As a pastor I have learnt to work with my congregation, and I now have the skills to mobilise both the church and the community, so that they are able to come up with solutions and prioritise using action plans. The main things that I have learnt are that God has given us resources that we can use to meet our needs and that the church needs to be salt and light. We need to be people who can be an example to others, so that they can also change.”
Friday, 14 November 2008
Pastor Paul Luballe Centre For Evangelism.
At one of the communities we are supporting near Iganga through the ministry of Pastor Paul Luballe and The Centre For Evangelism; we heard in detail about how Love Africa monies are already making a difference.
Pastor Paul has invested Love Africa monies strategically in five of his 60 churches to lift people from significant poverty caused by HIV/AIDS. The levels of poverty are extreme and his approach is very systematic:
1. Identify the most vulnerabl people in the community
2. Give them immediate practical help such as blankets and food.
3. Bring them together to become a group that learns to help one another instead of being isolated by poiverty and disease.
4. Educate them about infection, treatment and sustainable living using new income genrating activities
5. Work with them to become secure in food and health management.
6. Encourage them to help the rest of the community to avoid infection and disease.
We heard such powerful testimonies of transformation and hope from two of the five extremely rural communities. That is amazing progress just a few months after receiving the Love Africa Funds.
Messages of gratitude to the St James church family were passed to us over and over again. It was incredibly moving to see how our help is making such a difference already.
Pastor Nicholas Ong'amo - Tumaine Children's Home Kakira
We have been very focussed with our support of Tumaine to try to get the building project finished before moving to other areas. What has our money ensured?
1. Fresh water supply from new tanks that catch hundreds of litres of rain water.
2. Funding for electricity supplies which should be hooked up before Christmas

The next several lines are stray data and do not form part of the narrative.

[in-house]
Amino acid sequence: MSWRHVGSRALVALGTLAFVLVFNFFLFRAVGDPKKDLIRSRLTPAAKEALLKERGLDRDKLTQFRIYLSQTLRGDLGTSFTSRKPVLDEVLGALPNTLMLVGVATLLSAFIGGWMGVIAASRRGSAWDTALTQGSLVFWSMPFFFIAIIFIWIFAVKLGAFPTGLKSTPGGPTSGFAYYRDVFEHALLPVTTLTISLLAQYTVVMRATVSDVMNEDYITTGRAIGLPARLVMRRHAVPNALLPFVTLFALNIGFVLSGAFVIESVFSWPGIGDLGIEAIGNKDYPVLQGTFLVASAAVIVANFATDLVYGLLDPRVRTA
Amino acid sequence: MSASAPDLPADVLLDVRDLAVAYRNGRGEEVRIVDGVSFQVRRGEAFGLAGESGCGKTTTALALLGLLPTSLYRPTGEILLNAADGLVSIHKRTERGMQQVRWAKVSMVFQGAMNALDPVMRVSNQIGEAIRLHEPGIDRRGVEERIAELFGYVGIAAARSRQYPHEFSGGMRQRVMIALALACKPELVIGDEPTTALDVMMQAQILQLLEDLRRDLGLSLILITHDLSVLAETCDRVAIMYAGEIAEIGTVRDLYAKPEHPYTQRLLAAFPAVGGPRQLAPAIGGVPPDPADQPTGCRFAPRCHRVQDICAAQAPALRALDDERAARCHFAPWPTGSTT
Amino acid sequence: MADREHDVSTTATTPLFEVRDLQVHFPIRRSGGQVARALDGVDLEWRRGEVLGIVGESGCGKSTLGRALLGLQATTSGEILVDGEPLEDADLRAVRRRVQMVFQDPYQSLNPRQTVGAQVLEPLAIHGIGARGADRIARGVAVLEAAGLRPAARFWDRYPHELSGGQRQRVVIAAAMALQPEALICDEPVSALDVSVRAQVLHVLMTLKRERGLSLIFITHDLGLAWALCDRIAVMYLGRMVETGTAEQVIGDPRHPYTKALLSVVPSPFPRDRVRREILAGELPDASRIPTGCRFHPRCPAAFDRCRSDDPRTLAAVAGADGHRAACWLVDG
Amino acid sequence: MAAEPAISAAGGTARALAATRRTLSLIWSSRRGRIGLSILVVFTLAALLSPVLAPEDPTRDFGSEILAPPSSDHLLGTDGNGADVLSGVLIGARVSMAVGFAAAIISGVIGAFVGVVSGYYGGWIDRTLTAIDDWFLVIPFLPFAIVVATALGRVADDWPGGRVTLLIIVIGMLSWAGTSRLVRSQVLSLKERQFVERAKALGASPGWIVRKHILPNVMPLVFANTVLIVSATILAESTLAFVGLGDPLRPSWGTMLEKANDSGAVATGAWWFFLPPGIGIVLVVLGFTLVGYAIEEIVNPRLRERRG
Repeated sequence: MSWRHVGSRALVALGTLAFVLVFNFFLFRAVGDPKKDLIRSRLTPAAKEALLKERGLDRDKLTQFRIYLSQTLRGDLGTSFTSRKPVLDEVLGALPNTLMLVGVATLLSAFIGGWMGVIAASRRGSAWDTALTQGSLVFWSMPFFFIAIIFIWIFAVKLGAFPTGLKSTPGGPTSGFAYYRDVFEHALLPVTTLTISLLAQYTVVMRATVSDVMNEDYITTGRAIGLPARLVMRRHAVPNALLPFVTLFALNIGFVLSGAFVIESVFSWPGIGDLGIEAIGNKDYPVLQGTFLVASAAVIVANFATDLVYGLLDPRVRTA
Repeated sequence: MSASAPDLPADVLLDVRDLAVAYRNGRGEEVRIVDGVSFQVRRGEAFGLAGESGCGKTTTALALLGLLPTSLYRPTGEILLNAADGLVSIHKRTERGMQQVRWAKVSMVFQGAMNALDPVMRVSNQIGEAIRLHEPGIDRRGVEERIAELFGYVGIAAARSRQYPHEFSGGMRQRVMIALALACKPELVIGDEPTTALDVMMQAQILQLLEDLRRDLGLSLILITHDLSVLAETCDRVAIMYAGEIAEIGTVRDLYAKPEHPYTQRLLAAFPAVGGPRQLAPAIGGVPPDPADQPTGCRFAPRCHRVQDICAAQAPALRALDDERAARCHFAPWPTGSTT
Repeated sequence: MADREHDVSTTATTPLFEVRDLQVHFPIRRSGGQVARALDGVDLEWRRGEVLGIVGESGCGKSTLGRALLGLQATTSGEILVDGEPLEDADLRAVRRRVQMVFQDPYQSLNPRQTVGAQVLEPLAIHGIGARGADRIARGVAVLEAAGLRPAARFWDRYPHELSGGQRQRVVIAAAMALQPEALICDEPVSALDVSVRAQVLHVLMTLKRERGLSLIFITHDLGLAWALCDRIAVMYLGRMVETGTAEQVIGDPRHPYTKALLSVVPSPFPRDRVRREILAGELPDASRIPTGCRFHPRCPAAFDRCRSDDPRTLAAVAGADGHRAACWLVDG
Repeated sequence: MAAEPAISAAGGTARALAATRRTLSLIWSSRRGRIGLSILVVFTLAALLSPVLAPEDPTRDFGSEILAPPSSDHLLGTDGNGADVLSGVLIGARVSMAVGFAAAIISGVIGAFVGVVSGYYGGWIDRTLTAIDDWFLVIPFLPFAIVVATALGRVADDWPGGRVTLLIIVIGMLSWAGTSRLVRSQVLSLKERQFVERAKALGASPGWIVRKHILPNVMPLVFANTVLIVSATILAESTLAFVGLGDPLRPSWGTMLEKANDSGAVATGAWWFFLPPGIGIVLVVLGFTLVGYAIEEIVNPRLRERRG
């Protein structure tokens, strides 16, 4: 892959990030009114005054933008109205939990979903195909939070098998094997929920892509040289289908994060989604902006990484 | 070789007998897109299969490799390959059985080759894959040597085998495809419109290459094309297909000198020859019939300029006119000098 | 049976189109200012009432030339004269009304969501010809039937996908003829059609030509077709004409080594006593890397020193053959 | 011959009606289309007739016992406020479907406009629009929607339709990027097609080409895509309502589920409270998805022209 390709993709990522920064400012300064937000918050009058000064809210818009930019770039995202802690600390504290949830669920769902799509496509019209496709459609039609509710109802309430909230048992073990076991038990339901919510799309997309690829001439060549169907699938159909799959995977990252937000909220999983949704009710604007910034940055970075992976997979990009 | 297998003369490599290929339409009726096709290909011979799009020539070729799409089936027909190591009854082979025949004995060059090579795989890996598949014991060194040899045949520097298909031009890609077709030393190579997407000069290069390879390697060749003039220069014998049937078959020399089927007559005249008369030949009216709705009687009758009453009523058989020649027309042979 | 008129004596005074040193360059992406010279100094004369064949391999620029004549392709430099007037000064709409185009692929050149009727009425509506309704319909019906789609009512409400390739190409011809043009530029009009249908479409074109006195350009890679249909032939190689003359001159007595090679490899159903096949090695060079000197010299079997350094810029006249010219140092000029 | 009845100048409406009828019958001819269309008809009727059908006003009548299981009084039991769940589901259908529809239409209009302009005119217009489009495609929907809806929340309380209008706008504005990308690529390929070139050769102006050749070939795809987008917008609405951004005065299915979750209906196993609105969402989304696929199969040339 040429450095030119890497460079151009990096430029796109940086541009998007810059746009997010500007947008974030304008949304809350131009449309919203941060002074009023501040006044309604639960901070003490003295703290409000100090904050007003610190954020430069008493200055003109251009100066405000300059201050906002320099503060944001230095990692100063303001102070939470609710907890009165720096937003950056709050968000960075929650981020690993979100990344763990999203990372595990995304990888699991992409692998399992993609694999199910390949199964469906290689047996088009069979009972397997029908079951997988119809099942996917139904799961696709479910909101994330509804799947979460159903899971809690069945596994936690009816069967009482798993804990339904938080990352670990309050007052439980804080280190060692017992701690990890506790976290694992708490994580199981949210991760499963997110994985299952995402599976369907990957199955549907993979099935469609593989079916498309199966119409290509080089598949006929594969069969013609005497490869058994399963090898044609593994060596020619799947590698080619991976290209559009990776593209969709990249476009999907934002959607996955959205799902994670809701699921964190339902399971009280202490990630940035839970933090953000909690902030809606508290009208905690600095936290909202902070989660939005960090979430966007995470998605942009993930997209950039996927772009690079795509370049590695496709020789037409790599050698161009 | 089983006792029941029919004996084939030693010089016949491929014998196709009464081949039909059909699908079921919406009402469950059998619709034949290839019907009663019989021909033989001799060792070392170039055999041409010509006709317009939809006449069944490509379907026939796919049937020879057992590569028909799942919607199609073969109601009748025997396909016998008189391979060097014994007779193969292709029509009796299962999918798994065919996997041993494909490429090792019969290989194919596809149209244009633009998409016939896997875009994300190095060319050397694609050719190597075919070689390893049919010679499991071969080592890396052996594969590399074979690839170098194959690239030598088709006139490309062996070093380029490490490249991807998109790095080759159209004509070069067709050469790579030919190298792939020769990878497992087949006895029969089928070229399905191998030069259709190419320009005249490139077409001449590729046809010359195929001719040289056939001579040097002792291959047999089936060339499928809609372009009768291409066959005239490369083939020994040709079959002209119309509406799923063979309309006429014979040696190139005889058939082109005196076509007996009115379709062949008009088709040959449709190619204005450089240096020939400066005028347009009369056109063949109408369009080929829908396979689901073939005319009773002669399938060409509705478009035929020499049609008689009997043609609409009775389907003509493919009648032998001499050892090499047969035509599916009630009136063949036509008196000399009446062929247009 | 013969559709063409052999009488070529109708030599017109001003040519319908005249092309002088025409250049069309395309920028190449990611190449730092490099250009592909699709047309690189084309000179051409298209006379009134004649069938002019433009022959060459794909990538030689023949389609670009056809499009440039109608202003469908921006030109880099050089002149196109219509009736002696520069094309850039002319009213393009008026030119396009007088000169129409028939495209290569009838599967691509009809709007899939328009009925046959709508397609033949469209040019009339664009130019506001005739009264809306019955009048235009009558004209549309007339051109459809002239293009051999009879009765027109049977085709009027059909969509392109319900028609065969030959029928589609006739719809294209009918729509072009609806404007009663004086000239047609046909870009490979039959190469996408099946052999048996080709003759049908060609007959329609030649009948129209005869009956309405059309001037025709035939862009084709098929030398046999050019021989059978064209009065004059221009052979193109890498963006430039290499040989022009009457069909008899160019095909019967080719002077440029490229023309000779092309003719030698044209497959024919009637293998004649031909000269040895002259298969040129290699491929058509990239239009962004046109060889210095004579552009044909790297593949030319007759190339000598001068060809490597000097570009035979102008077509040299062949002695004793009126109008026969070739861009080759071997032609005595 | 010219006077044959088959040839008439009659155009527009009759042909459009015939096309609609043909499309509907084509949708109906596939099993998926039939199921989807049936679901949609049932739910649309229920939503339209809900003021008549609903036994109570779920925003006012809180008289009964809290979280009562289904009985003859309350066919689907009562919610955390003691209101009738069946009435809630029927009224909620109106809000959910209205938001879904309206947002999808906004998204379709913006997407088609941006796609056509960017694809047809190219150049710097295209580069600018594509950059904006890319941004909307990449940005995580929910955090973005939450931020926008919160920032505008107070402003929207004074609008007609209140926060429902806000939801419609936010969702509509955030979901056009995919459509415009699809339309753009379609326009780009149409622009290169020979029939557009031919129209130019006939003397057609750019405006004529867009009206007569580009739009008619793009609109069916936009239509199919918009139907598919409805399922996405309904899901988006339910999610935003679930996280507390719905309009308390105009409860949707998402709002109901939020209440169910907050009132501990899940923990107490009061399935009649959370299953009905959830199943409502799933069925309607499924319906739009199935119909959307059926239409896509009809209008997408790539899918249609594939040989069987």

3. An underground water storgae tank
4. A repaired and secured roof with no leaks.
5. Uniforms and school fees for 70+ children to ensure they can go to school every day
6, A bible for each child together with Mosquito net and soft toy
7. Clothing for all the children accross the age range
8. Medical support costs for each child.
We spent a lot of time with the children and they are so grateful for all the big improvements they have seen. They talk about and pray for St James every day quite spontaneously. We heard many of the stories behind why some of the children came to be at Tumaine and these were very harrowing and moving. Without this ministry these children would be living in some of the poorest and most dangerous camps in the country.
There is more to do and if we can work effeiciently and closely enough with Pastor Nicholas we hope that we will be able to help with food security programmes at Tumaine in the coming year. ACET have worked extremely hard with Tumaine to help them manage their funds well.
Uganda Women's Concern Ministry - Mbale
Edith Wakumire and her team work with 15 Community Mobiliastion Teams (CMT's) and we visited one of the most remote teams in the mountains at Wanale. Edith says "where everyone else's work stops, this is where our work begins". She works with the neediest people of all. We have visited this community before and there is such a fine line between exisiting and falling into life-threatening poverty. The CMT's identify the most needy families and children and support them with immediate practical needs then help them to earn money through food, craft and skills programmes as well as educating them about HIV/AIDs and malaria. We were able to meet three families who had been helped by UWCM who would otherwise surely have perished. It was a very moving experience to talk with them about their plight and how they had been helped.
The CMT's need some discretionary funds to help needy people right on the spot and we are talking with Edith about how to make those funds available to the CMT's from the monies we will be giving from Love Africa in 2009.
While we were with UWCM we attended their first ever CMT gathering where all the CMT's came together to share best practices and to support one another. This is one of the activities Love Africa has made possible for the first time. They were so professional, dedicated and evangelistic in their approach and more funds will flow into their work to support and grow this ministry in the months ahead.